(22) Expressed concern that proposed changes to the IMF/WBG debt sustainability framework could impact the level of grants from multilateral development finance institutions to the Pacific and other small island developing states;
(23) Stressed the need for the proposed debt classifications and thresholds in the framework to fully capture the underlying drivers of vulnerability, particularly the impact of natural disasters and adverse economic shocks;
(24) Requested the Chair of the FEMM to write to the Managing Director of the IMF and the President of the World Bank, copying Representatives from other small island developing state representatives in New York and Washington D.C., to outline these concerns, and request them to ensure that any changes to the framework are well consulted at the country level before they are presented to the Board, and that the underlying drivers of vulnerability in the Pacific and other small island developing states are well considered as part of the framework;
(25) Requested Member countries to raise this and other issues relating to vulnerability at the 2017 Spring and Annual meetings of the IMF and World Bank;
(26) Directed the Secretariat to work with partners to review existing indices on vulnerability with the view to refining them to inform and influence consideration of the economic and environmental vulnerabilities faced by FICs; and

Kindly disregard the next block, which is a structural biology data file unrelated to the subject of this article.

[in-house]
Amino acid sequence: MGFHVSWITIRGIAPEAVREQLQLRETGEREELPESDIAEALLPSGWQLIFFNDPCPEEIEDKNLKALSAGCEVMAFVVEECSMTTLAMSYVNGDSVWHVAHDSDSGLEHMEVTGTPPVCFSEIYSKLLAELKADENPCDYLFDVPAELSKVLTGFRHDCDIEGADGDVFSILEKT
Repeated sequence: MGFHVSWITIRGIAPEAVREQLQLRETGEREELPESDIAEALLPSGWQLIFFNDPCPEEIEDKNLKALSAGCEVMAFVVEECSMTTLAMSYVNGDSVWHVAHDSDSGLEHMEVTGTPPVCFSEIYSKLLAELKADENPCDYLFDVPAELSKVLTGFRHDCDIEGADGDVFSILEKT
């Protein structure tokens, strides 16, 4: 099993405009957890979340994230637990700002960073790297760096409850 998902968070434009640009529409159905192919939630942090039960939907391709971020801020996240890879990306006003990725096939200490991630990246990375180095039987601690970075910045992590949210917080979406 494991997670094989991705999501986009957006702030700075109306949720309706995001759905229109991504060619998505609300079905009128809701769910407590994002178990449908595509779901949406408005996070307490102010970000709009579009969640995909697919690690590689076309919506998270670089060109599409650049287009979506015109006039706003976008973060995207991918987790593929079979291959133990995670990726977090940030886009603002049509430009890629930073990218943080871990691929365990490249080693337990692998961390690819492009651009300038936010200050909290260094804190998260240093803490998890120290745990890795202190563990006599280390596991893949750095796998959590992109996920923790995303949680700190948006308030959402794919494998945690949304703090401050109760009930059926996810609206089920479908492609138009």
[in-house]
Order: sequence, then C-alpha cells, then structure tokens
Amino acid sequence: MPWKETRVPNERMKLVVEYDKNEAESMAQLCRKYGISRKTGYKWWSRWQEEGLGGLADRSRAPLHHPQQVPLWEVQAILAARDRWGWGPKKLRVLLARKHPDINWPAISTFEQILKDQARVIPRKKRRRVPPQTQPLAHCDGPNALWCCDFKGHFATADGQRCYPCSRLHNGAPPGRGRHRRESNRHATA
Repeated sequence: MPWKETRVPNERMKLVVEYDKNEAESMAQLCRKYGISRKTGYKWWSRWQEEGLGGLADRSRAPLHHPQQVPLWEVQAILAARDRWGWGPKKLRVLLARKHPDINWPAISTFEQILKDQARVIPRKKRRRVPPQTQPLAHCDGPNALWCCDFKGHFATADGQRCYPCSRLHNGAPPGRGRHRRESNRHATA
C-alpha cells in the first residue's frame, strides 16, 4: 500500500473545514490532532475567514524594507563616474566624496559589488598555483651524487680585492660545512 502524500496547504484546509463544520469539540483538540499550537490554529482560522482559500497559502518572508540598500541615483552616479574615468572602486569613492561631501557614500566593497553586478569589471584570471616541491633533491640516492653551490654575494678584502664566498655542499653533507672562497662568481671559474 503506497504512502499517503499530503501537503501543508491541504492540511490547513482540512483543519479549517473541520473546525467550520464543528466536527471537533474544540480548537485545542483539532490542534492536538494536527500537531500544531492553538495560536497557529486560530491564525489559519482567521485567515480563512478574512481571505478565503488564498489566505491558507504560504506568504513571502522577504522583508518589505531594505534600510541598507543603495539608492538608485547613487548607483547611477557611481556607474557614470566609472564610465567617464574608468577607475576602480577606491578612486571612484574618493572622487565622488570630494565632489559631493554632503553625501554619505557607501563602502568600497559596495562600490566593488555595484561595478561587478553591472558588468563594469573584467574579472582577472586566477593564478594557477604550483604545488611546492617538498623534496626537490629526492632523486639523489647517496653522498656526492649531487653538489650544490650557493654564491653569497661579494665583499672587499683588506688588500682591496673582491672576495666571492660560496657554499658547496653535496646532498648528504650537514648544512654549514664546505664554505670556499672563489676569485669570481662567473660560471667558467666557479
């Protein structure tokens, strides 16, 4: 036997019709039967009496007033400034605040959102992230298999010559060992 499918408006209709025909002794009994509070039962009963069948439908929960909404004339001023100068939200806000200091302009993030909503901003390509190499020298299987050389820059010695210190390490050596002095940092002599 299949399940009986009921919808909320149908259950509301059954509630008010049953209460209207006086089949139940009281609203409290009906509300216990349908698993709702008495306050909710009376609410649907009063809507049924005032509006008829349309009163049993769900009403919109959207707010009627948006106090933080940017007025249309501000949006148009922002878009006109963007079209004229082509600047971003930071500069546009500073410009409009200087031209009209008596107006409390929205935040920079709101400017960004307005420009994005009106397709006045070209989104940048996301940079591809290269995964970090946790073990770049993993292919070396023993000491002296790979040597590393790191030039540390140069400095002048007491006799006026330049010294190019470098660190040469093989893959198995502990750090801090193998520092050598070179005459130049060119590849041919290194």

(27) Directed the Secretariat to support the Forum Island Countries in delivering a coordinated position at the upcoming 4th High-Level Dialogue on Financing for Development in Asia and the Pacific to be held in Bangkok in late April 2017.
Developing a Regional Finance Facility for the Pacific
(28) Requested the Secretariat to carry-out country consultations on the Regional Finance Facility and to present the outcomes at the next FEMM.
PCRAFI Foundation and Contingent Credit/Savings Facility for the Pacific
(29) Noted the role of the Asian Development Bank, the International Monetary Fund, and the World Bank in disaster finance and respective financial tools available to Pacific Islands Countries;
(30) Noted the rapid response financing instruments available from the World Bank, in particular the Catastrophe Deferred Draw Down Option (CAT-DDO);